- Language: English
- 176 Pages
- Published: October 2012
- Region: Bahrain, Kuwait, Oman, Qatar, Saudi Arabia, United Arab Emirates
GCC Projects Forecast & Review
- ID: 1447982
- July 2010
- 45 Pages
This report offers a detailed picture of the existing Gulf projects market – providing the latest data on competitor and client activity by sector within the key markets along with forecasts, pricing and much more. You will benefit from access to: Insight on the biggest projects, sectors contractors and clients, A comparison of 2008 and 2009 contract awards by sector and country, Data on contract awards by sector and country in the first 6 months of 2010, Forecasts for awards by country and sector to 2012, Data on projects that are on hold by sector, Budgeted capital spending by governments 2009 and 2010, The correlation between raw material prices and project activity, Outlook for the oil price to 2012, The outlook for raw materials and contractor pricing
The GCC projects market fell in value by 19 per cent in the first sixth months of the year compared with the same period in 2009 according to the latest data compiled from MEED Projects, the online projects tracking database.
Just over $49bn worth of contracts were awarded in the first six months compared with the $60bn worth of deals signed in the equivalent period last year. The drop in project awards was despite an additional $35bn in GCC capital spending allocated in government 2010/11 budgets, and a general improvement in the region’s economies.
“It is somewhat surprising to see project awards falling compared with last year,” says Edward James, Head of MEED Insight, the research and analysis arm of the MEED business. “The first six months in 2009 were at the height of the global recession, and the publisher would have expected project spending to have been lower then than now, especially as there has been an improvement in the macroeconomic environment.”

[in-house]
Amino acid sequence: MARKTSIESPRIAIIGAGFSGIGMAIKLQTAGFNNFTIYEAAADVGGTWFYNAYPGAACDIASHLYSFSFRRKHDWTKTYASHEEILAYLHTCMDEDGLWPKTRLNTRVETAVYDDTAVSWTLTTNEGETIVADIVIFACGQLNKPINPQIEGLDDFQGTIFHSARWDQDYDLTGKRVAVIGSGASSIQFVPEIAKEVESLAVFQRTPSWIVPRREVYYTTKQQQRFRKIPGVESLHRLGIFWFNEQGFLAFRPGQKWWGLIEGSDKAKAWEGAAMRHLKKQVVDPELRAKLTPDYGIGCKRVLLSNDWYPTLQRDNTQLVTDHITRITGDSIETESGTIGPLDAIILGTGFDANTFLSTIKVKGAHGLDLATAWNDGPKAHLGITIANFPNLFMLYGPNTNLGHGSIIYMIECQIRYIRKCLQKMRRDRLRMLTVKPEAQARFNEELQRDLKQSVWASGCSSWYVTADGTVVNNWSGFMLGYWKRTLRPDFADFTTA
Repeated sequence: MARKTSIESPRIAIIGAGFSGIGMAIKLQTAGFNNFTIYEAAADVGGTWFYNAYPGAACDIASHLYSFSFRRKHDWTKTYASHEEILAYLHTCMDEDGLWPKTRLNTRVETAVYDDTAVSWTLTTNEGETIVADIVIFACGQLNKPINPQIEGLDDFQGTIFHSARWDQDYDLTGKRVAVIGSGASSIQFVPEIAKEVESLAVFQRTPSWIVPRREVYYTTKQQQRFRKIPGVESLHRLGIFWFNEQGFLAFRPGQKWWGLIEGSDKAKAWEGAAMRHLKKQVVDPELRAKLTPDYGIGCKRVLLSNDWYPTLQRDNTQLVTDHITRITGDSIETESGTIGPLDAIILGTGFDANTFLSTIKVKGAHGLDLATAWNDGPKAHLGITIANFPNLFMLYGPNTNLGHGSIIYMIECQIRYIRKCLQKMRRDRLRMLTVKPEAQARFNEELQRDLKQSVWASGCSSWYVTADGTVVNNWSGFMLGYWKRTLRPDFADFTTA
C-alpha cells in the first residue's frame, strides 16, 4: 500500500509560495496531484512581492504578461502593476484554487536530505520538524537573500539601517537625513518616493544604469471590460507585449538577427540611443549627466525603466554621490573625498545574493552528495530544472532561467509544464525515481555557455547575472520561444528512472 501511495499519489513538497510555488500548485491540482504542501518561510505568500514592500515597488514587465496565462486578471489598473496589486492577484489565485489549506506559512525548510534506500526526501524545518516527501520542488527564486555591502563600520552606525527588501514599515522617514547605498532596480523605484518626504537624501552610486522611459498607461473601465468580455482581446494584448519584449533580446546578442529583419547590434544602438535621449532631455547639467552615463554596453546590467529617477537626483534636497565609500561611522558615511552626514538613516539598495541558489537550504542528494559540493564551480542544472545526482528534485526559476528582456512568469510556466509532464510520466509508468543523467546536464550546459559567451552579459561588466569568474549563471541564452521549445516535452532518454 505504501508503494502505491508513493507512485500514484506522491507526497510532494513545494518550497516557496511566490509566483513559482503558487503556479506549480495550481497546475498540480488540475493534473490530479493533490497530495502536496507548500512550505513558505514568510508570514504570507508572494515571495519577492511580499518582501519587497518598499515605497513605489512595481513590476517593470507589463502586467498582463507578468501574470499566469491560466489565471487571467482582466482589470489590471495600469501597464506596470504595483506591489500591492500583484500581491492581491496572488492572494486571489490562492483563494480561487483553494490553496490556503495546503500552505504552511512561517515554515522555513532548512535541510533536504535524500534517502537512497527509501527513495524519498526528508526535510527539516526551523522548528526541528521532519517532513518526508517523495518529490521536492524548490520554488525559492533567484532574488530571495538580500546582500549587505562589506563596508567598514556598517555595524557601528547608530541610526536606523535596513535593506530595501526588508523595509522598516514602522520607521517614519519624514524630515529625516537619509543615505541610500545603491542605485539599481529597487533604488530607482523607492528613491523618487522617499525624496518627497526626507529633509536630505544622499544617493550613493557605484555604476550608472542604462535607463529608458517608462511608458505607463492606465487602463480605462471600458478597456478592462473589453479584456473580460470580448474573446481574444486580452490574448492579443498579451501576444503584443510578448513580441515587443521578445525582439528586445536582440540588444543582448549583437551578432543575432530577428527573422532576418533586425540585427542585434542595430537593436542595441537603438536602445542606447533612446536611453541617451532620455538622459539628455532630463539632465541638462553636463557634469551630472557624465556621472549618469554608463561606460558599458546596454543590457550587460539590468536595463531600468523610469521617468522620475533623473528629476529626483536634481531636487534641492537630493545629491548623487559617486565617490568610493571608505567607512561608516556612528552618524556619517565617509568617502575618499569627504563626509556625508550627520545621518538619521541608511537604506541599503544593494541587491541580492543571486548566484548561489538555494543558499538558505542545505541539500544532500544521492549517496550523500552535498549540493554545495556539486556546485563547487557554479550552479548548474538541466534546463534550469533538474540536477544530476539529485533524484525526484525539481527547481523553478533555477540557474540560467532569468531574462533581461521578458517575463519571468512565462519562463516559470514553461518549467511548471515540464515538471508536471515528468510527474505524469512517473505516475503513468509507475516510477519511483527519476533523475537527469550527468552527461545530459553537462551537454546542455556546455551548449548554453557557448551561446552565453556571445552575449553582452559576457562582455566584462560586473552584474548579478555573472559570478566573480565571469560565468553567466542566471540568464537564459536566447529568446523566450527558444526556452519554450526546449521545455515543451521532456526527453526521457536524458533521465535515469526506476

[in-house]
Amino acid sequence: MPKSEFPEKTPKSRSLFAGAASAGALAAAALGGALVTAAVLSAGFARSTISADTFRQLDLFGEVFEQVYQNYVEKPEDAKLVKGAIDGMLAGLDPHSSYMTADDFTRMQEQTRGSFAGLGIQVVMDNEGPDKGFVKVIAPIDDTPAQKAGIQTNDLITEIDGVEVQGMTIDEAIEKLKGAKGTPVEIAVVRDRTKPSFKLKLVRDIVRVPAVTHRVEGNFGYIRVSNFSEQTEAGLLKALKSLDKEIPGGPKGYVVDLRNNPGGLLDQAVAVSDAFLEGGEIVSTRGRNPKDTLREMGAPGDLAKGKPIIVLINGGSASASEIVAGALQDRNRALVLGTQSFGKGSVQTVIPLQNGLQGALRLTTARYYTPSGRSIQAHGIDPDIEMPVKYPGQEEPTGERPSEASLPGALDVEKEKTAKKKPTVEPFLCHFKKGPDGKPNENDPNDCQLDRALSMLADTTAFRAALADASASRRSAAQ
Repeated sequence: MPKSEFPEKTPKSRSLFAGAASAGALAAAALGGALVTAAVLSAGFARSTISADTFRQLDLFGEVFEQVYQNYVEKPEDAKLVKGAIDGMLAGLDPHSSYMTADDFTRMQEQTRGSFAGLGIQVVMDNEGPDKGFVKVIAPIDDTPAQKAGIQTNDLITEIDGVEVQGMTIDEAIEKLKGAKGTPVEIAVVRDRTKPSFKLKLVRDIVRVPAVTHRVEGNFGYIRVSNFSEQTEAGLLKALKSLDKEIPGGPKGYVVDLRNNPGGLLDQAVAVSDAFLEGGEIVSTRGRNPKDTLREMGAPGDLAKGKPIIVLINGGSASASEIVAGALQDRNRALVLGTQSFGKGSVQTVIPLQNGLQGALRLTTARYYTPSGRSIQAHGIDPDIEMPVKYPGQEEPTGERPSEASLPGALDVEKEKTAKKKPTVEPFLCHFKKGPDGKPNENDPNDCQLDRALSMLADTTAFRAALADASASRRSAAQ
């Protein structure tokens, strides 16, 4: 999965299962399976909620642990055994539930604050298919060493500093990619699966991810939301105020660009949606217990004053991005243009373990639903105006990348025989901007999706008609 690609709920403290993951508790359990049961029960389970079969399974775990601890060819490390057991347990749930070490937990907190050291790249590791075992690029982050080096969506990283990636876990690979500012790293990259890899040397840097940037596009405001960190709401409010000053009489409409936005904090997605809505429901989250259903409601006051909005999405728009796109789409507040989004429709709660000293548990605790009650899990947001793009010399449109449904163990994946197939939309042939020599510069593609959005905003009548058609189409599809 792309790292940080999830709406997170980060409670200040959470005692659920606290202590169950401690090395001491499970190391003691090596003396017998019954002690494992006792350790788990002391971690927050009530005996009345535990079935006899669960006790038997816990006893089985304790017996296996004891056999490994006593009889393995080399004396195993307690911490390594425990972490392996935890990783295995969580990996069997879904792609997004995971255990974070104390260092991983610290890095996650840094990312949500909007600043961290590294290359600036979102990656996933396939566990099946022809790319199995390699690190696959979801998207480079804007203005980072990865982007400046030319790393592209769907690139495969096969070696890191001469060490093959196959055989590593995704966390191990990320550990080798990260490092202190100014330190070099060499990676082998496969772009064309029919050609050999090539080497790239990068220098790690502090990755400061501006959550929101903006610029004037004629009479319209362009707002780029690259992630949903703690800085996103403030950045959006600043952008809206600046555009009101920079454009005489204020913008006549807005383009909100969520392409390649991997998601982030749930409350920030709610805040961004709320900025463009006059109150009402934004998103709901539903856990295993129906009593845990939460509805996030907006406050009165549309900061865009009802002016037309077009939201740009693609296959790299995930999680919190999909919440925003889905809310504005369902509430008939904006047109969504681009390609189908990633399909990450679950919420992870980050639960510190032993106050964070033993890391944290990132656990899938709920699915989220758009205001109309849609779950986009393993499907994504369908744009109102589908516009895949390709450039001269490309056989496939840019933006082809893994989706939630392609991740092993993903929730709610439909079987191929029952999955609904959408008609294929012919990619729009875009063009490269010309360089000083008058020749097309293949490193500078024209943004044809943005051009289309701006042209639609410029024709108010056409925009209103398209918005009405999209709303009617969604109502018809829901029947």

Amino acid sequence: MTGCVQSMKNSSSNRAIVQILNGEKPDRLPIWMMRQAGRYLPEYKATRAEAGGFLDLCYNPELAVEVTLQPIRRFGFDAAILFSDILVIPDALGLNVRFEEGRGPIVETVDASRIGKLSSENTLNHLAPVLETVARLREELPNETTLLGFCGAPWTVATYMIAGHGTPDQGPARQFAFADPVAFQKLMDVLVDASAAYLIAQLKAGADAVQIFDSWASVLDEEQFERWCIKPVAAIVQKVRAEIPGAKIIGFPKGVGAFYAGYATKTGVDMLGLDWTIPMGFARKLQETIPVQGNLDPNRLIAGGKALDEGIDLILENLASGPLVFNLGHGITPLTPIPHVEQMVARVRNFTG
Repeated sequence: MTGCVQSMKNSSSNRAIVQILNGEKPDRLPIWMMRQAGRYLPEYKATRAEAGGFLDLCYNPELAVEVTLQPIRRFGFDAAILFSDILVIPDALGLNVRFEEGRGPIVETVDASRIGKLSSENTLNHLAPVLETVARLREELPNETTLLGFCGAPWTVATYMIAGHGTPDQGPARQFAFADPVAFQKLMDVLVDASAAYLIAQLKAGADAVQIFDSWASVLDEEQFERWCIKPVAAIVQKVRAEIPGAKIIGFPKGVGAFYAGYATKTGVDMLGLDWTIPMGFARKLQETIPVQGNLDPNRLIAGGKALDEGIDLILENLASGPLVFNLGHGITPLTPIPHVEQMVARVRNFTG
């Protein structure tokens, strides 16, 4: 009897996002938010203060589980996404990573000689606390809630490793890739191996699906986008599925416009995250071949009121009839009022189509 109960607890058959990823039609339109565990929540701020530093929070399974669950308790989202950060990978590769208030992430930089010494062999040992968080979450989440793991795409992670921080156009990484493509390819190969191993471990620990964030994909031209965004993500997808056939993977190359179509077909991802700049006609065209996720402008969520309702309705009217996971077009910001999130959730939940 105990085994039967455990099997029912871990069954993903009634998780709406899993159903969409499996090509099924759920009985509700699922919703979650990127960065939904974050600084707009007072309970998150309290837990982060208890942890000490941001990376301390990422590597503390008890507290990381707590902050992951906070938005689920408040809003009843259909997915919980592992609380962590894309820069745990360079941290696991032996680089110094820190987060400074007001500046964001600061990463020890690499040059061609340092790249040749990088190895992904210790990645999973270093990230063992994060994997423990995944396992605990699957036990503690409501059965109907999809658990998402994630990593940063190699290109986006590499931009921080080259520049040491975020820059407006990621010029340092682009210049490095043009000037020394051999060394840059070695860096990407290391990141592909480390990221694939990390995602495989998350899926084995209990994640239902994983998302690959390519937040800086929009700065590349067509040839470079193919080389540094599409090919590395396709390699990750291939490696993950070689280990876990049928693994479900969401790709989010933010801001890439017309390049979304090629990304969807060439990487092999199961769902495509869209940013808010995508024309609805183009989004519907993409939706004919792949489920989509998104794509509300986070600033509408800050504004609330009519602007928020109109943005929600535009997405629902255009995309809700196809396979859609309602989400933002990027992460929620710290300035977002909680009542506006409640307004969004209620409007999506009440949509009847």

MEED Insight’s latest off-the-shelf research report, the GCC Projects Forecast & Review 2010 offers a detailed picture of the existing GCC projects market – providing the latest data on competitor and client activity by sector within the key markets. Analysis of the data highlights a sharp drop of more than 60 per cent in the value of Saudi Arabian contract awards between the two periods from $29bn to just $11bn. The decline was partly as a result of delays on the $11bn Yanbu refinery project. Delays in awarding several other high-value deals were another factor.
“The downward correction in contract awards in Saudi Arabia is a concern because many in the market had been looking to the kingdom to make up the loss of project activity caused by the Dubai real estate crash,” says James. “However, the publisher is hopeful that much of the shortfall will be made up in the second half of the year.”
A feature of the first half of 2010 was the growing competition for new work in the GCC. In key markets, such as the Abu Dhabi building sector, contractor margins were estimated to have halved since their mid-2008 peak. Intense competition was also apparent in the oil and gas sector with bids on a host of projects coming in at 20-30 per cent below budget.
The latest MEED Insight forecast predicts a total GCC project spend of $150bn for the whole of 2010, down on the 2009 figure, but in line with the five-year regional average. The value of contract awards is expected to double during the second half of the year, with Saudi Arabia constituting the bulk of spending at just over $46bn, followed by the UAE at nearly $25bn, and then Kuwait at $16bn, a fourfold increase on the first half of the year.
“The project market in Kuwait has not lived up to its potential over the last 10 years,” says James. “However, the signs are now that it is finally pushing ahead with its long-delayed project plans such as the Subiya causeway, the Al-Zour North power and desalination projects, and the Failaka island development. The publisher expects the state to comprise a large proportion of project activity over the next five years.”
This report is a complete forecast by sector and country for the GCC projects over the next two years. It has been based on face-to-face interviews with key players in the sectors and supported by proprietary data compiled by MEED and MEED Projects. It has been written by Edward James, Head of MEED Insight. SHOW LESS READ MORE >
CHAPTER 1 – THE HISTORICAL PERSPECTIVE
CHAPTER 2 – THE BURSTING OF THE BUBBLE
CHAPTER 3 – CONTRACTOR AND CLIENT ANALYSIS
CHAPTER 4 – FORECASTS
APPENDIX A – SELECTED GCC MAJOR CONTRACTS TO BE AWARDED IN SECOND HALF OF 2010
APPENDIX B – SELECTED GCC MAJOR CONTRACTS TO BE AWARDED IN 2011
APPENDIX C – MATERIALS AND LABOUR COSTS TRACKER